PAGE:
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    Topic review

    AIP Gene

    Subjects: Genetics
    View times: 3
    Submitted by: Bruce Ren
    (This entry belongs to Entry Collection "MedlinePlus ")

    Definition

    aryl hydrocarbon receptor interacting protein

    1. Normal Function

    The AIP gene provides instructions for making a protein called aryl hydrocarbon receptor-interacting protein (AIP). Although AIP's function is not well understood, it is known to interact with numerous other proteins, including one called the aryl hydrocarbon receptor. Through these interactions, AIP likely helps regulate certain cell processes, such as the growth and division (proliferation) of cells, the process by which cells mature to carry out specific functions (differentiation), and cell survival. This protein is thought to act as a tumor suppressor, which means it normally helps prevent cells from proliferating in an uncontrolled way.

    2. Health Conditions Related to Genetic Changes

    2.1 Familial isolated pituitary adenoma

    Mutations in the AIP gene cause 15 to 25 percent of cases of familial isolated pituitary adenoma (FIPA), an inherited condition characterized by development of a noncancerous tumor in the pituitary gland (called a pituitary adenoma). This small gland at the base of the brain produces hormones that control many important body functions. There are several types of pituitary adenomas categorized by the hormone they produce. Affected individuals within the same family may develop the same type of pituitary adenoma or different types. People with a mutation in the AIP gene most commonly develop a type of pituitary adenoma called a somatotropinoma. FIPA tumors caused by AIP gene mutations usually occur at a younger age and are larger than those without AIP gene mutations.

    Many kinds of mutations in the AIP gene have been identified in affected families. Some of these changes lead to an abnormally short protein or no protein at all. Other mutations change single protein building blocks (amino acids) in AIP. Although it is unclear how these mutations are involved in tumor development, researchers believe that the alterations disrupt interaction between AIP and one or more other proteins. The ability of AIP to control cell proliferation may be reduced, allowing pituitary cells to grow and divide unchecked and form a tumor. It is not known why the pituitary gland is specifically affected or why certain types of pituitary adenomas develop.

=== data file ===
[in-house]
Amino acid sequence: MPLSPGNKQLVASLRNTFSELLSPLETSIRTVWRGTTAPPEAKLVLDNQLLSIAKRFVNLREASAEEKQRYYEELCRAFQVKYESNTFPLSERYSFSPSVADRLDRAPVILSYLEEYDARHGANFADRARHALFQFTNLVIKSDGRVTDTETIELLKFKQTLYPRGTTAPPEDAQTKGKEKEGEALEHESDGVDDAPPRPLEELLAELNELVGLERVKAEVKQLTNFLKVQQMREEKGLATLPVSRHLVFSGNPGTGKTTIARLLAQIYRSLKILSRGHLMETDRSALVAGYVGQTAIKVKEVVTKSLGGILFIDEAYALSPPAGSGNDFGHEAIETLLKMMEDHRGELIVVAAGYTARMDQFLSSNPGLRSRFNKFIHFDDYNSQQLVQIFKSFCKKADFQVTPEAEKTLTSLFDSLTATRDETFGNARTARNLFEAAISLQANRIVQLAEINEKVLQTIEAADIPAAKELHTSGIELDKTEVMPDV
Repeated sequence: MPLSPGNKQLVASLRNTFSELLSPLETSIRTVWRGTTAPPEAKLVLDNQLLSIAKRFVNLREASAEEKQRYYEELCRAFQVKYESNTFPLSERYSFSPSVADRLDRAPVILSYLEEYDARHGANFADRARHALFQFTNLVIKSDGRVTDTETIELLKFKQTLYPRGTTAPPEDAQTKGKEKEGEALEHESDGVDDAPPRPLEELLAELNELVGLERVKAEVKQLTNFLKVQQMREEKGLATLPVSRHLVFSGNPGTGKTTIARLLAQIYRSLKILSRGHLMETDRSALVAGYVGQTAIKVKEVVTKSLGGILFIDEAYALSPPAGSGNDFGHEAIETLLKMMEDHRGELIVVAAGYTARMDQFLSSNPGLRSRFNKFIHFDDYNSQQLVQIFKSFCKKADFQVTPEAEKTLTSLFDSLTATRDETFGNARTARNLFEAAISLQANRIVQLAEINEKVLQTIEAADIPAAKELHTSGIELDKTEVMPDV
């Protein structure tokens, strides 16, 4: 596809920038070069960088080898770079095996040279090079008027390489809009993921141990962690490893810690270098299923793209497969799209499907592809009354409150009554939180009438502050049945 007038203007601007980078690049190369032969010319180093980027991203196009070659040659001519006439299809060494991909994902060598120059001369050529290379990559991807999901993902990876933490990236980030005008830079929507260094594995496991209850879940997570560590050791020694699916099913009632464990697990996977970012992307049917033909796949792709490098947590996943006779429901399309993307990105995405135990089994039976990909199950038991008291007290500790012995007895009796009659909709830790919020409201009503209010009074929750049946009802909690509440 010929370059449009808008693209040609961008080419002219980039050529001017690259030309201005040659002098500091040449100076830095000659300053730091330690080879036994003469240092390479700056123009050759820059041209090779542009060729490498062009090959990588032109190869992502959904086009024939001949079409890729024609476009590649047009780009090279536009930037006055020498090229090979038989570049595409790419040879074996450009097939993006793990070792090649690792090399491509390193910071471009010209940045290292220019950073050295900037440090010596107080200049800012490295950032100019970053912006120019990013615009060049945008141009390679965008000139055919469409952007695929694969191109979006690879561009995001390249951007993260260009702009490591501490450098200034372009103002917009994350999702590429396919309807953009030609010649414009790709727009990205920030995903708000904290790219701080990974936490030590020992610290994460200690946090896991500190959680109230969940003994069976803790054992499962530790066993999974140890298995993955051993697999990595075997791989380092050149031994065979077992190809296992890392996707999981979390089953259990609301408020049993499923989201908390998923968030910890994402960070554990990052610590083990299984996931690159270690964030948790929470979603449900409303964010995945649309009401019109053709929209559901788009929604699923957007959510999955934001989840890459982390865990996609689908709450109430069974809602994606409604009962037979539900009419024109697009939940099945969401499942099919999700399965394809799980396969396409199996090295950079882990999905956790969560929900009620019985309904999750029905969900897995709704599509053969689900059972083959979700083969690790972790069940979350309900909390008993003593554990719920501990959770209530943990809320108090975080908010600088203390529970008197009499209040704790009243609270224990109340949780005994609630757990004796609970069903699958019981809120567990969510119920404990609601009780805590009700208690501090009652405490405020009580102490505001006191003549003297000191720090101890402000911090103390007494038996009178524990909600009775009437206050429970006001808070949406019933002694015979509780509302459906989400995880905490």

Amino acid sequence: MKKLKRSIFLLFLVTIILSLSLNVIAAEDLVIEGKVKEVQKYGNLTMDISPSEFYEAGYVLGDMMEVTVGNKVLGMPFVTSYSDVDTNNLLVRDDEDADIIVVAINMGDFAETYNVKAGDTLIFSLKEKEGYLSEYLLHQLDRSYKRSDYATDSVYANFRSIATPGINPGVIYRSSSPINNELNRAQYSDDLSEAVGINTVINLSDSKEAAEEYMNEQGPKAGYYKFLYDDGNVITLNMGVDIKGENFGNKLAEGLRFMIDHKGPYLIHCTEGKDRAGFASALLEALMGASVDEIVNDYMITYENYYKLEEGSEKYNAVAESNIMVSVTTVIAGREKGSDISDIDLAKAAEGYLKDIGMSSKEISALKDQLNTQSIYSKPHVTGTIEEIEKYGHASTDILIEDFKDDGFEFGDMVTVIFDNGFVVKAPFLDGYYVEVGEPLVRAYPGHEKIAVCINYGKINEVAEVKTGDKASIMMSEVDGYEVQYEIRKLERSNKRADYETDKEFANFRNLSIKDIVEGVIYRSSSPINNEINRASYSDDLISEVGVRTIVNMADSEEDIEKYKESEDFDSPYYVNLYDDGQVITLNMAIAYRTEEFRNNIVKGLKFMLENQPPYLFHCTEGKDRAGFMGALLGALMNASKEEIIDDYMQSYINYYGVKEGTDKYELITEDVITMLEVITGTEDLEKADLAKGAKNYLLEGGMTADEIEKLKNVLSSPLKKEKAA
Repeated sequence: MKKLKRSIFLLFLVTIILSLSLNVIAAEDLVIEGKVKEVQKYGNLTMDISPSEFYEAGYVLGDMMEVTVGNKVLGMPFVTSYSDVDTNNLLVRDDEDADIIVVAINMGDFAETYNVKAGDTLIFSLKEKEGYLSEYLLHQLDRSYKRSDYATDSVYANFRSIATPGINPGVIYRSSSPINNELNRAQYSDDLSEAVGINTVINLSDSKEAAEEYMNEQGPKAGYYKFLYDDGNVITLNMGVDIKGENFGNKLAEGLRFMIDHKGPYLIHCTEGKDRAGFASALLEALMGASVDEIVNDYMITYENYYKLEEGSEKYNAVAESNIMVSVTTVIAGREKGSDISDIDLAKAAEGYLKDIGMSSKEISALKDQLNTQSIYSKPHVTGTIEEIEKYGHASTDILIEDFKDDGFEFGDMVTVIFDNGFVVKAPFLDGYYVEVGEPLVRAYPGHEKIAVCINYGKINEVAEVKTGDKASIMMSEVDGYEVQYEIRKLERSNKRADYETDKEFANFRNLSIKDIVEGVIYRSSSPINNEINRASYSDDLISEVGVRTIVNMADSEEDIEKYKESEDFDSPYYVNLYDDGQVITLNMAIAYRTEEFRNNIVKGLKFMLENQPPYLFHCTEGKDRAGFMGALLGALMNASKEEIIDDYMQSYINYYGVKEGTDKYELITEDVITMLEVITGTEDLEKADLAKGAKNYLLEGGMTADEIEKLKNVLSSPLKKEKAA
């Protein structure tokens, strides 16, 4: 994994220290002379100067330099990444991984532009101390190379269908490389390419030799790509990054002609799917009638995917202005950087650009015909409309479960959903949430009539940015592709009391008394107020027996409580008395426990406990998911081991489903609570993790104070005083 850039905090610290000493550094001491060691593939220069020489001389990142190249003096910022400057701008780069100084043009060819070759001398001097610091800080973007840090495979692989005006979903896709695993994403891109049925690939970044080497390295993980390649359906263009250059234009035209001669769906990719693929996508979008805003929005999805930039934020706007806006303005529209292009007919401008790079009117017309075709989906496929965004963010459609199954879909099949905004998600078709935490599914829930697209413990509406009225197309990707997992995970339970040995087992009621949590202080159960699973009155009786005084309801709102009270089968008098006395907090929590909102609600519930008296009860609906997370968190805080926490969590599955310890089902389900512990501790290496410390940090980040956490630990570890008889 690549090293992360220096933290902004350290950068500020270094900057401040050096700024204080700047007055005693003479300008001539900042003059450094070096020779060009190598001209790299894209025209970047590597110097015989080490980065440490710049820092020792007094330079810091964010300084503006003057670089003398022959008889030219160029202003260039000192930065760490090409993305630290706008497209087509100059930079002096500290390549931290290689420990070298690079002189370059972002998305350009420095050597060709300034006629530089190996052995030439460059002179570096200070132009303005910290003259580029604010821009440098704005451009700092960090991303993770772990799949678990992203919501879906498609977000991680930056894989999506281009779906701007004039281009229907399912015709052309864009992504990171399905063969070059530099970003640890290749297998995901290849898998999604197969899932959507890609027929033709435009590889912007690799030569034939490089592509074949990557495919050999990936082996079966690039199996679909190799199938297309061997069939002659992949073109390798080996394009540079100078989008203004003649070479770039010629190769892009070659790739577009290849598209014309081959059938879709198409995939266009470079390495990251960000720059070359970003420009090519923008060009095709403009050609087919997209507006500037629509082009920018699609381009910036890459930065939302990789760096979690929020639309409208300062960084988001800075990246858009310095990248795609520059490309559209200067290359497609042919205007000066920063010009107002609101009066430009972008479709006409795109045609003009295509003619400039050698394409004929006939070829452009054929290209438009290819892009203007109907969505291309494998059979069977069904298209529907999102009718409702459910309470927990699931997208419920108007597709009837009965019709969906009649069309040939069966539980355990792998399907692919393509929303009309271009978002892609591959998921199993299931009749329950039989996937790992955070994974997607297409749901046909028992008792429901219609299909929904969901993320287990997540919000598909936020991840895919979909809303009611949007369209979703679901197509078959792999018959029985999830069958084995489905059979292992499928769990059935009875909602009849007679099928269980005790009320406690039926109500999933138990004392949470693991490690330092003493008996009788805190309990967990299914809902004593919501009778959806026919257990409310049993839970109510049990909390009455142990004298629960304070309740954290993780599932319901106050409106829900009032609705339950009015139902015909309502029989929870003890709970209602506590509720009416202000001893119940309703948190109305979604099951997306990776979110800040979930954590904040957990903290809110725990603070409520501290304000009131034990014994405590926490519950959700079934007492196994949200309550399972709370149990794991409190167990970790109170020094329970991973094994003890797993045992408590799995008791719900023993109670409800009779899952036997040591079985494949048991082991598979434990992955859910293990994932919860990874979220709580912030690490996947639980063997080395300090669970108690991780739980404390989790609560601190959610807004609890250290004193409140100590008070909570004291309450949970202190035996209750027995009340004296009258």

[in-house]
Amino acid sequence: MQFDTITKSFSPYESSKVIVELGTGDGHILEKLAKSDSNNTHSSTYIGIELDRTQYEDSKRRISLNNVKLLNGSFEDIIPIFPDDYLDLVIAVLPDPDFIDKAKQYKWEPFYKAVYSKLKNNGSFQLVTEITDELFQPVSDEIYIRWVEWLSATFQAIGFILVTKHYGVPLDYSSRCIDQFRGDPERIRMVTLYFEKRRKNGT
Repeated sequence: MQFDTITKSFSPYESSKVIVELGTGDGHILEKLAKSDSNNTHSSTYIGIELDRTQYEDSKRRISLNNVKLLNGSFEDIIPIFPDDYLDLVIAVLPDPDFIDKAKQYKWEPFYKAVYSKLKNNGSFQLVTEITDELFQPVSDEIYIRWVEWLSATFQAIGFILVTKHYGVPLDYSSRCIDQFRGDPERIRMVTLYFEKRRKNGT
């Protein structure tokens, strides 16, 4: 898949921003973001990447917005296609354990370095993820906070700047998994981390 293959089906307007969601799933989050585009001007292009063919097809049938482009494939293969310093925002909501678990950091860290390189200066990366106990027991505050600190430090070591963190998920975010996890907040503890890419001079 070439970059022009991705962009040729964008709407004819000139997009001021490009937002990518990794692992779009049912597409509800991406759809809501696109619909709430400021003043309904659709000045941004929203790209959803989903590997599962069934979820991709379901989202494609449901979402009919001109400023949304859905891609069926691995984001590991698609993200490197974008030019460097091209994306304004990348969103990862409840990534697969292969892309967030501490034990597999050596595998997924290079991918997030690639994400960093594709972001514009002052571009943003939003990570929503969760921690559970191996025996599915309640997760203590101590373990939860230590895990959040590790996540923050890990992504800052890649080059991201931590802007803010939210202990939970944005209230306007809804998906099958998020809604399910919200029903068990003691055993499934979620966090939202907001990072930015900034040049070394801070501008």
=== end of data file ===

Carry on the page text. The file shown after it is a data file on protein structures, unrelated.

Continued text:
Even before FIPA was defined as a condition, doctors recognized that somatotropinomas could occur in multiple members of a family. They referred to these tumors as isolated familial somatotropinoma. These tumors produce and release excess growth hormone (also called somatotropin), which promotes growth of the body. Because it can cause overgrowth of the hands, feet, and face (acromegaly), the condition is also referred to as familial isolated acromegaly. Later, researchers discovered that isolated familial somatotropinoma can be caused by mutations in the AIP gene, and these tumors are now considered part of FIPA.

    2.2 Other disorders

    Mutations in the AIP gene are found in a small percentage of individuals with sporadic macroadenomas, which are large (macro-) pituitary adenomas that occur in individuals with no history of the condition in their family. When caused by AIP gene mutations, the tumors occur at a relatively young age, usually before age 30. Although other family members are not affected, the gene mutation is often inherited from a parent who never developed an adenoma.

    3. Other Names for This Gene

    • AH receptor-interacting protein
    • AIP_HUMAN
    • ARA9
    • FKBP16
    • FKBP37